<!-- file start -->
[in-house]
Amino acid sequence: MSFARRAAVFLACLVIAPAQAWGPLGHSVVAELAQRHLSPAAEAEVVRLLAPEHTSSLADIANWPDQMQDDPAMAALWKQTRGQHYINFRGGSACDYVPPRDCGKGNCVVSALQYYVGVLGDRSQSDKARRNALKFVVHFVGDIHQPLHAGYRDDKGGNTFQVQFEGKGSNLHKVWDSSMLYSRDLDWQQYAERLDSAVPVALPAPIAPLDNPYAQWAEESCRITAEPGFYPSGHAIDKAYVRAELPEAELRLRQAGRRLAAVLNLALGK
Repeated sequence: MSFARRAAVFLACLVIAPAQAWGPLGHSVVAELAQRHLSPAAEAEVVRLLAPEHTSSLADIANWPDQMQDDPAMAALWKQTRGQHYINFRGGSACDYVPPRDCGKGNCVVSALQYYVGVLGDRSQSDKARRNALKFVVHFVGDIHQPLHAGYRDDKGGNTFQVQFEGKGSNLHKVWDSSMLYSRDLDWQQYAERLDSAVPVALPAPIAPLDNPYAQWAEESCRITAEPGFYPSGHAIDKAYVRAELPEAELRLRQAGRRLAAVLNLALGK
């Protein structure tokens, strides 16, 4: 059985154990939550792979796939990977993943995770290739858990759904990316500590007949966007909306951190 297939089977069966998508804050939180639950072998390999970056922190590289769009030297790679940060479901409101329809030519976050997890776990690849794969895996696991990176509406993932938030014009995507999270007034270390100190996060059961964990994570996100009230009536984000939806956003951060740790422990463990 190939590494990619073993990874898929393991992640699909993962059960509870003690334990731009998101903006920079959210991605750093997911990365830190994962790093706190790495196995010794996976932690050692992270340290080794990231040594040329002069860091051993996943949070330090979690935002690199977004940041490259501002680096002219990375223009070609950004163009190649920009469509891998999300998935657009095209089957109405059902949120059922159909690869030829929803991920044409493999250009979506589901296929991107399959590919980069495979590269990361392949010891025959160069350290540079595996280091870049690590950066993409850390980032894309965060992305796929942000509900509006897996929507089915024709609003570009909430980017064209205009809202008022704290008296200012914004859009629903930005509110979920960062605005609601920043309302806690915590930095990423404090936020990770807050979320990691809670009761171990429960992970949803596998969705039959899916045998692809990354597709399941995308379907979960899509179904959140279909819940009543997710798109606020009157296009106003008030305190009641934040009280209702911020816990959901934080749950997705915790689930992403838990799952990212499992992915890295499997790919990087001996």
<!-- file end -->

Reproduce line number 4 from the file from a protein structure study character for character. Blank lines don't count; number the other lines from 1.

């Protein structure tokens, strides 16, 4: 059985154990939550792979796939990977993943995770290739858990759904990316500590007949966007909306951190 297939089977069966998508804050939180639950072998390999970056922190590289769009030297790679940060479901409101329809030519976050997890776990690849794969895996696991990176509406993932938030014009995507999270007034270390100190996060059961964990994570996100009230009536984000939806956003951060740790422990463990 190939590494990619073993990874898929393991992640699909993962059960509870003690334990731009998101903006920079959210991605750093997911990365830190994962790093706190790495196995010794996976932690050692992270340290080794990231040594040329002069860091051993996943949070330090979690935002690199977004940041490259501002680096002219990375223009070609950004163009190649920009469509891998999300998935657009095209089957109405059902949120059922159909690869030829929803991920044409493999250009979506589901296929991107399959590919980069495979590269990361392949010891025959160069350290540079595996280091870049690590950066993409850390980032894309965060992305796929942000509900509006897996929507089915024709609003570009909430980017064209205009809202008022704290008296200012914004859009629903930005509110979920960062605005609601920043309302806690915590930095990423404090936020990770807050979320990691809670009761171990429960992970949803596998969705039959899916045998692809990354597709399941995308379907979960899509179904959140279909819940009543997710798109606020009157296009106003008030305190009641934040009280209702911020816990959901934080749950997705915790689930992403838990799952990212499992992915890295499997790919990087001996």